This page gives you information about varicose vein surgery and should help to answer any questions you may have.

What are varicose veins?

Varicose veins occur when there is a fault in the one-way valves inside the veins. These veins normally only allow blood to flow back to the heart. If the valves leak, when you stand the blood flows the wrong way. This increases the pressure inside the vein and causes it to stretch and become swollen.

Symptoms may include aching, throbbing, itching, swelling, varicose eczema, skin discolouration and/or ulceration, thrombophlebitis (clotting and inflammation of the veins) and occasional bleeding from the veins if knocked.

About your operation

You will come into hospital on the day of your surgery. On admission your details will be checked. A member of the surgical team will then mark your veins; however, it may not be possible to remove all these veins.

Varicose vein surgery is usually carried out under a general anaesthetic, so you will be asleep during the surgery.

Depending on what surgery needs to be done, the operation can also be carried out using a local anaesthetic, your consultant will discuss this with you.

The most common operation is where the superficial vein (great saphenous) is faulty and has leaking valves. This vein is the longest in the body and runs the length of your lower limb (leg). The vein will be disconnected through a small cut in the groin and removed or stripped out to below the level of the knee using a small plastic wire.

Varicose veins are removed through small cuts over the swollen veins. Less often, when the faulty vein at the back of the knee (short saphenous vein) has a leaking valve, it too needs disconnecting; this is performed through a cut at the back of the knee.

At the end of surgery, the wounds are dressed and the leg is bandaged.

Benefits of the surgery

  • To improve the symptoms relating to your varicose veins.
  • To allow any leg ulcers to heal more quickly and help to prevent future recurrence of the ulcers.
  • To improve the appearance of the veins.

Side effects

  • Bruising and swelling may take several weeks to completely settle.
  • Lumpy, tender areas where the veins were removed can last for several months.


  • These are rare but, occasionally problems may develop with the wounds such as bleeding, discharge or infection.
  • Numbness on the skin around the wounds may occur but usually settles within a couple of months. However, this can be permanent in 1 in every 20 patients.
  • A burning or altered skin sensation in the leg happens in less than 1 in every 100 cases. This usually settles with time.
  • Deep Vein Thrombosis (DVT, blood clot) in the leg is rare and may occur in less than 1 in every 100 cases. This may cause swelling of the leg and leg pain often described as cramp. This will require urgent treatment.
  • Pulmonary Embolism (PE, blood clot in the lung) is extremely rare. This is a serious condition that happens when a blood clot breaks off in the bloodstream and blocks one of the blood vessels in the lungs. This may cause unexplained shortness of breath, chest pain, coughing or coughing up blood. This will require urgent treatment.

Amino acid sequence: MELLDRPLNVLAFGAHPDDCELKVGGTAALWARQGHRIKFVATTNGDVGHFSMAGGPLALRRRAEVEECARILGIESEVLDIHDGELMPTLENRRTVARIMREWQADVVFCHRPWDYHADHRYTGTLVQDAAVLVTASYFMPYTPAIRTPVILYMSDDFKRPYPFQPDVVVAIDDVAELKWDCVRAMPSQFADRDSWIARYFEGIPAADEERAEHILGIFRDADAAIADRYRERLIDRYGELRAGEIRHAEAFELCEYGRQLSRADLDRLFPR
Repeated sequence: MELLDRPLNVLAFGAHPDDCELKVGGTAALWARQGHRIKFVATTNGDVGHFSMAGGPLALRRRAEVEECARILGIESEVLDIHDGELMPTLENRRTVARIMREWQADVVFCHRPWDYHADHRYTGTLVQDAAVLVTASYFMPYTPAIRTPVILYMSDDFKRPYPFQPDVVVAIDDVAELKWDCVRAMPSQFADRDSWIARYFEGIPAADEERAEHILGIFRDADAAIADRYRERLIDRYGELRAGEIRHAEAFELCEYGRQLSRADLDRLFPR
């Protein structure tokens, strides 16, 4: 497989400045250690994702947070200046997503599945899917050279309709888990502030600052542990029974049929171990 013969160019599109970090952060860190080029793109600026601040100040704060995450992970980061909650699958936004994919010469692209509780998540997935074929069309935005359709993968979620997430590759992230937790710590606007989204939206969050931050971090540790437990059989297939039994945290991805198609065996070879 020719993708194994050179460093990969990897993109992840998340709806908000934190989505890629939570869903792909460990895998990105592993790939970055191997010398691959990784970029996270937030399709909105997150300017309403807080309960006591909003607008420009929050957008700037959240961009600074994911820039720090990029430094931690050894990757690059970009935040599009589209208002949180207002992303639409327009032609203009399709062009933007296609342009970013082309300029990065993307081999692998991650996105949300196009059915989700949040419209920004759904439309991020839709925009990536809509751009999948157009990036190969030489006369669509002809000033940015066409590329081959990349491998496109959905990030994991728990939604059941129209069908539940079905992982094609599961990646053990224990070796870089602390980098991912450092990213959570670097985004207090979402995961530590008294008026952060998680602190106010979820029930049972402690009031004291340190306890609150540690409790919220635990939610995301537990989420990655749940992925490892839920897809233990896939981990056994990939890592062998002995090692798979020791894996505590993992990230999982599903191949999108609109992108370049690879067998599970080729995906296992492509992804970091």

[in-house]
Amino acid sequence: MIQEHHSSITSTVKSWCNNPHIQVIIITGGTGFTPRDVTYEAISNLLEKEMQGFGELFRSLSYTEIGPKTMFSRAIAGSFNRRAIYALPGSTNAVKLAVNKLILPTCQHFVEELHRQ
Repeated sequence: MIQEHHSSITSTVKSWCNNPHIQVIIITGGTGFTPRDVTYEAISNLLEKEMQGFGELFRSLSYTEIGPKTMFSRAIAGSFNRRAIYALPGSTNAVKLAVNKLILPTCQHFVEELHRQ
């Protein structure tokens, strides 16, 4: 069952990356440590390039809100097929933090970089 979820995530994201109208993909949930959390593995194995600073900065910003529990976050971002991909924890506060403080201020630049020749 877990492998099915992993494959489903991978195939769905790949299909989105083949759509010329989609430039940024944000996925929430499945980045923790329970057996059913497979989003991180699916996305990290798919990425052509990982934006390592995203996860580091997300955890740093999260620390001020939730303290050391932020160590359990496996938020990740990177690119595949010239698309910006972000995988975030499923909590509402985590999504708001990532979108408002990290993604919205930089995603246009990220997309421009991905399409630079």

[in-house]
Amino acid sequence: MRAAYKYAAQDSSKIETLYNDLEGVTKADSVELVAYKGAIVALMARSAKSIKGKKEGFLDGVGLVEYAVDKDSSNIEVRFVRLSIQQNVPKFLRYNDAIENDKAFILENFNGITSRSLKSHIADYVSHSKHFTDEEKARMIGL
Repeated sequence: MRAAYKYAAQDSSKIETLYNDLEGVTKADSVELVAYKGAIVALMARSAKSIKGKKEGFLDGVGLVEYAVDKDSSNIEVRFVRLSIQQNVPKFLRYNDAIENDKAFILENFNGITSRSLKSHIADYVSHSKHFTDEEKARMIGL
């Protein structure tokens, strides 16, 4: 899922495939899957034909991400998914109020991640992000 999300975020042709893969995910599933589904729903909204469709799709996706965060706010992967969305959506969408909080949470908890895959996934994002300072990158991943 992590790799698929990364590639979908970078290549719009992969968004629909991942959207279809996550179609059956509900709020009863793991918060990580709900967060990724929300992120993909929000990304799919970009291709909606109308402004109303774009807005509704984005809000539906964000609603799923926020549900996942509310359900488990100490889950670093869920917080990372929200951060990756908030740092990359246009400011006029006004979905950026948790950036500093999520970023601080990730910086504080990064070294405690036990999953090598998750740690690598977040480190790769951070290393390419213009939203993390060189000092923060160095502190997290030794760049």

Alternative treatments

  • Elastic compression stockings
  • Foam sclerotherapy injections
  • Laser treatment (currently not available in the Gloucestershire NHS Foundation Trust)
  • Radio frequency ablation

If you need more information about any of the above treatments, please ask a member of the team looking after you.

Wound care

To help reduce bruising, bandages will be applied to your leg(s) to cover the wound(s). The clinician looking after you will tell you how long to keep the bandages on.

Once the bandages are removed you will need to wear an elastic stocking for a period of time, usually a week. The elastic stocking will help to reduce pain and bruising. You will be given the elastic stocking and further information before you are discharged.

Dissolvable stitches are used to close the wounds in the groin and behind the knee.

Butterfly strips (steri-strips) are sometimes used over the smaller cuts and can be removed with the bandages.

After the operation

Usually, you will be able to go home the same day as your operation, providing there is someone at home to look after you for the first night.

Please arrange for someone to collect you from the hospital.

From the day after your operation, you are advised to keep mobile and gradually increase the amount of exercise you take each day.

When you are resting you should put your leg up on a stool or settee. This will help to reduce any swelling.

You should not drive until you are able to perform an emergency stop comfortably and without hesitation. It is advised to let your car insurance company know that you have had the operation.

Returning to work

You can return to work when you feel able. Most people take about 2 weeks off, but this will vary from person to person.


Pain relief should be taken regularly for the first few days. This will be discussed with you before discharge.


Some pain relief can cause constipation. A diet high in bran, fresh fruit and vegetables is advisable. Contact your GP if constipation becomes a problem.

Follow up

We will not routinely make any arrangements to see you again in clinic.

If you have any concerns, please contact your GP who will decide whether referral to hospital is necessary.

Further information

National Institute for Health and Care Excellence (NICE)


NHS online

Website: www.nhs/conditions/varicose-veins/

NHS 111

Tel: 111

Printable version of this page

Varicose vein surgery GHPI0204_03_23 Department: Vascular Review due: March 2026 PDF, 129.2 KB, 4 pages
Reference number GHPI0204_03_23
Department Vascular
Review due March 2026